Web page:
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Summary Chapter 3

Tom is preoccupied with his dreams the next day. He wanders aimlessly and ventures further than he has ever been. He winds up in Charing Village. He finds himself near the palace at Westminister and is in awe of its architecture. His one passion of seeing a prince suddenly seems possible.
The gates are guarded by soldiers. There are other people hoping for a glimpse of the royals. Tom becomes excited when he sees a prince through the bars. The guards push him away.
The prince witnesses this and is angered by the boy’s treatment. He orders that Tom be admitted. He gives Tom food and sends the servants away so he won’t be embarrassed in front of them. He questions Tom about his life. He is indignant about how Tom is treated by his father and grandmother. He admits his own father, Henry VIII, spares him physical punishment and never uses his vicious tongue against him.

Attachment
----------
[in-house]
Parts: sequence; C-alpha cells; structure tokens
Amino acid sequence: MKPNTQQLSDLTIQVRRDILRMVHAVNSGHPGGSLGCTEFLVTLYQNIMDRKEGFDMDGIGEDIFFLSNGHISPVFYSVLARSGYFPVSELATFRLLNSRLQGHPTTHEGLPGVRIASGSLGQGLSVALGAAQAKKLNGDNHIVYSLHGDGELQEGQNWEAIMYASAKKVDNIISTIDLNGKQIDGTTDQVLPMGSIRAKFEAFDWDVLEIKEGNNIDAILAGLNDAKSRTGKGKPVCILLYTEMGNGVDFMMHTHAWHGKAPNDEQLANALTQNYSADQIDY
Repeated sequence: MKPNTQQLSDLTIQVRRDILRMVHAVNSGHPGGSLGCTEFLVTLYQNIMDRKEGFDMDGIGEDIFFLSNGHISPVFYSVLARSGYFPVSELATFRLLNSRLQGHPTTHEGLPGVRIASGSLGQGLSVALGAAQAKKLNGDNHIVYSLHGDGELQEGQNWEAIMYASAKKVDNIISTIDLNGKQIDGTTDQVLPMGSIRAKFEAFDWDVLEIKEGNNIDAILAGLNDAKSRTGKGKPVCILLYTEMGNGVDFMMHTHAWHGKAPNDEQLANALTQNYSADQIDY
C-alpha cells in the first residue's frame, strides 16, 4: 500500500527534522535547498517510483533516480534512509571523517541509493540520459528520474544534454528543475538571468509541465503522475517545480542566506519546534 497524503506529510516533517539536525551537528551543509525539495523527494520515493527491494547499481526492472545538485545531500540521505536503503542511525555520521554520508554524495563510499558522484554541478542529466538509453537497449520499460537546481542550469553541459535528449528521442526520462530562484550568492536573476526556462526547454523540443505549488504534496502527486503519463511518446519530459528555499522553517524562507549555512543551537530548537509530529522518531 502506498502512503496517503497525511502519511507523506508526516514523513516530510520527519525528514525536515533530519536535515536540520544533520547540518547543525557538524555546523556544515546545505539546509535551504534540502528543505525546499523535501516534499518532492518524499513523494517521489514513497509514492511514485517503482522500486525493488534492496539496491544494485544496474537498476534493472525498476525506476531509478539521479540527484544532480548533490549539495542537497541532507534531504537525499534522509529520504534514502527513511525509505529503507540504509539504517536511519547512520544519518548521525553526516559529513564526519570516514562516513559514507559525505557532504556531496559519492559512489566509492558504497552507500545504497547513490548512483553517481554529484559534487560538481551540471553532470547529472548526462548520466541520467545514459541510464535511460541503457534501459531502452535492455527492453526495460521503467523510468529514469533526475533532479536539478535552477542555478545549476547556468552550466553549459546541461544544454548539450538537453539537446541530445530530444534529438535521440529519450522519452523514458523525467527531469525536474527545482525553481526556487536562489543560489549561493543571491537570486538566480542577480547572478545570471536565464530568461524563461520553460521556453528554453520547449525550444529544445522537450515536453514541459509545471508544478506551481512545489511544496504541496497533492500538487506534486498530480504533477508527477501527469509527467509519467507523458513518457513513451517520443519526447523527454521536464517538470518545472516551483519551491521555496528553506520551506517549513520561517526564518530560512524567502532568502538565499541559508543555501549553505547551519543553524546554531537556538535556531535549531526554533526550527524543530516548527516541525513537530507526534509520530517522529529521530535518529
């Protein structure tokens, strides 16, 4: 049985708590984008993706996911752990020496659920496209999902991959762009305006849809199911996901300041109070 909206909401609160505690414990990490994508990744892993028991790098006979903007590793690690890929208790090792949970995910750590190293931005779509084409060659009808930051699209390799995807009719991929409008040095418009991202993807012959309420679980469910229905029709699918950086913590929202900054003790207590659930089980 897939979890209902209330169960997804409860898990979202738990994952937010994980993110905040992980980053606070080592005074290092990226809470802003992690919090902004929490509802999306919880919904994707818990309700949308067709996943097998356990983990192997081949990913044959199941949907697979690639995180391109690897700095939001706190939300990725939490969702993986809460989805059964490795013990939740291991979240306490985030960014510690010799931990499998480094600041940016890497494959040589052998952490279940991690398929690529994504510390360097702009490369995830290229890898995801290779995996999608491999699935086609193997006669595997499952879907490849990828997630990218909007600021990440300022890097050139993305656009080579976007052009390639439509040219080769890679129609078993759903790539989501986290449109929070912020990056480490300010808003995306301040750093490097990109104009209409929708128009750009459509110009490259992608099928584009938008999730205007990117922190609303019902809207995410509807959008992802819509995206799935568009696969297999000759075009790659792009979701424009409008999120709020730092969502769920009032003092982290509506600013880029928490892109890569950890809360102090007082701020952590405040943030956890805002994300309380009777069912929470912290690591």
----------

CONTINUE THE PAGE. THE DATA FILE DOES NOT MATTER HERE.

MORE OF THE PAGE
Edward is fascinated to hear about a life so different from his—no servants, only one pair of clothing, etc. However, Edward likes the idea of the many entertainments the pauper enjoys. Edward lives a more restricted life and is always being scolded.
Edward proposes they change places for a while. They are shocked to see how close they are in resemblance. When he sees the bruise on Tom’s face, Edward goes out to confront the soldier who did it. However, dressed as the pauper, the soldier cuffs him and pushes him into the mud. When he claims he is the prince, everyone mocks him.
Mark Twain